What’s the focus of Music & Memory?
We train elder care professionals how to provide personalized music to residents or clients suffering from Alzheimer’s, other forms of dementia and a wide range of mental, physical and social challenges.
There is growing evidence that personalized music significantly improves quality of life for these elders and enables them to reconnect with the world for varying amounts of time. Our goal is to make the therapeutic benefits of personalized music available to elder care residents and clients everywhere.
Why the emphasis on Apple iPods?
For people at home, any MP3 player can be used for personalized music, as long as someone is available to set it up and operate the unit on a day-to-day basis.
Elder care professionals, however, tell us that MP3 players are less reliable in an environment where the devices are dropped frequently. By contrast, when the organizations change to iPods, the devices seem to stand up much better.
In addition, donated MP3 players each have different physical layouts and controls. For busy staff, it can be very frustrating to manage a variety of donated MP3 players, and they are less likely to continue with the program for residents. Staff are glad to manage iPods, since they have only one basic mode of operation and are easy to handle.
What’s your relationship with Apple?
None. Music & Memory is a 501c3 nonprofit. But we wouldn’t object to their support.
Why don’t you use other digital music players?
We gladly accept donations of any type of digital music player. But experience has taught us that elders who have difficulty with fine motor coordination find it easier to operate the iPod Shuffle. It’s simple to use and understand.
In addition, care organization staff have been able to manage multiple iPods in a minimal amount of time by plugging them into iTunes’ auto-update feature. We’re always open to any suggestions of alternative technology that provides the same ease of use.
It’s worth noting that iPods are the only digital music players with built-in accessibility features. That’s a real plus for older users. Our recommendation of iPods is based a lot of thought and testing.
When was Music & Memory founded?
Dan Cohen had the idea for Music & Memory in 2006 when he realized if he ended up in a nursing home someday, he’d want to take along his favorite ‘60s music. With iPods gaining popularity, he thought about bringing new or gently used iPods to nursing homes and introducing personalized playlists.
None of the 16,000 nursing homes across the U.S. were using iPods at the time. A social worker and experienced community organizer with a background in high tech, Dan launched a pilot program at a Long Island nursing home. The program was a hit with residents, staff and families, and became the prototype for a bigger effort.
With funding from the Shelley & Donald Rubin Foundation in 2008, Dan brought 200 iPods to residents of four more New York long-term care facilities and tested the program on a larger scale. Successful outcomes spurred the creation of Music & Memory as a 501c3 non-profit.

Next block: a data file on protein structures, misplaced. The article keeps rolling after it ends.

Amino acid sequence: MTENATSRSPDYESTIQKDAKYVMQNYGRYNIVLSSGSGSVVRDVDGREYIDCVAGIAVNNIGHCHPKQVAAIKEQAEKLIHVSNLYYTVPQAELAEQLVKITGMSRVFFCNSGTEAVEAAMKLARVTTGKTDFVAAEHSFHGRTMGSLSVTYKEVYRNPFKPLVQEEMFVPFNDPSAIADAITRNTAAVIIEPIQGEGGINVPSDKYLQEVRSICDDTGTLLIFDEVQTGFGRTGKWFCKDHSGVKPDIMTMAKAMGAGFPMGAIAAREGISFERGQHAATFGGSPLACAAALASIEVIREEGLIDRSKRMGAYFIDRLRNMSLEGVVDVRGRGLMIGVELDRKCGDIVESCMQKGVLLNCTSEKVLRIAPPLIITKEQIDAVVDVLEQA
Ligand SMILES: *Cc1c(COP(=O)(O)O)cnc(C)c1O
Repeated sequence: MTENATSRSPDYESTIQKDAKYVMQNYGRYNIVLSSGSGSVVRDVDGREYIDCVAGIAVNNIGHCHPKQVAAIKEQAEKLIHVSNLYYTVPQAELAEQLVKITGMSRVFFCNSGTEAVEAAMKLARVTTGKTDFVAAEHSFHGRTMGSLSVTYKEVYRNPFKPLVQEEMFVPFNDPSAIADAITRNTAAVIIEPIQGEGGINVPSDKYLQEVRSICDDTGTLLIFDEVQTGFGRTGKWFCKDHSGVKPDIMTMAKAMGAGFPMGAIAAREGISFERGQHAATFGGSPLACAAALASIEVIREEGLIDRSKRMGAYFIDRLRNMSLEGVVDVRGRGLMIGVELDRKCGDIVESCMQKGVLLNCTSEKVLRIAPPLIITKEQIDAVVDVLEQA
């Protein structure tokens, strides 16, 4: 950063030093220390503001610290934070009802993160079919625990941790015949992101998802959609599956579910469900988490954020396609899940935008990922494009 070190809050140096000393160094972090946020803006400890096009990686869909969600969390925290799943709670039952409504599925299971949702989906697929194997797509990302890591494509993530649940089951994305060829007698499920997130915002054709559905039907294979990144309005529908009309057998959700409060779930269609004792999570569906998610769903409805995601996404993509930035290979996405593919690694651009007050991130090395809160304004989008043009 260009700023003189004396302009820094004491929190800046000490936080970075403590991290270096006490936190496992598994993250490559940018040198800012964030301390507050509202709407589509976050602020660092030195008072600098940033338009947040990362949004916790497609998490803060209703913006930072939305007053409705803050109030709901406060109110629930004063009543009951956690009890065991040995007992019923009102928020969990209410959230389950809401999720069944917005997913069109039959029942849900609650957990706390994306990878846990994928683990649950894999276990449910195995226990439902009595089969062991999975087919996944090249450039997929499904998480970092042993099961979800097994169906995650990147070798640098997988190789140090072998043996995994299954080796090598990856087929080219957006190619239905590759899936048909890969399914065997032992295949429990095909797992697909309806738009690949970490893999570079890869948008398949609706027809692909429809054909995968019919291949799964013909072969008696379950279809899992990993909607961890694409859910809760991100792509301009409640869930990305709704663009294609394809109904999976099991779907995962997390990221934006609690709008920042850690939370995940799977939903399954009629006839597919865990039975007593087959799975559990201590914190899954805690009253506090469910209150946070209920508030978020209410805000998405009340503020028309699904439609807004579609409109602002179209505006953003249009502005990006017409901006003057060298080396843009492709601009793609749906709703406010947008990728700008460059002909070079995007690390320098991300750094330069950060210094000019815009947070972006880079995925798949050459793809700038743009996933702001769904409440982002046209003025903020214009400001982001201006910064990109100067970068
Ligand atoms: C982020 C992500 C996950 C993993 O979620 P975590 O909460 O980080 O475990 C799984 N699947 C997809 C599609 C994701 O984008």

How many elder care facilities are using Music & Memory’s program?
We have implemented our personalized music program in more than 60 elder care facilities throughout the U.S. and Canada. A 2011 matching grant outreach effort provided digital music players, headphones, music, training and support to qualifying organizatons and has significantly helped to advance our mission.
What proof is there that personalized music really benefits
people with dementia?
Decades of neuroscience research about the brain-music connection have built a strong case for the ways that familiar music associated with significant personal memories can help dementia patients reconnect with the world, at least for a time.
In addition, we continually evaluate the impact of our program on residents of our Certified Music & Memory Care Organizations. Our Spring 2012 survey revealed that professional staff felt personalized music had significantly benefited their residents.
Among our findings: 71 percent of respondents believed that the program had helped many of their residents suffering from anxiety; 74 percent felt personalized music helped professional staff provide care for residents. And 94 percent of responding professionals said they would be very likely to recommend the program to other long-term care facilities.
When will Alive Inside be available for viewing by the general public?
Alive Inside: The Story of Music and Memory, a film documentary about Dan Cohen’s pioneering work with bringing personalized music to elderly nursing home residents, will be in wide release in Summer 2013.
The film was produced and directed by Michael Rossato-Bennett of Ximotion Media. He will make available a rough cut of the documentary for conferences and universities, upon request.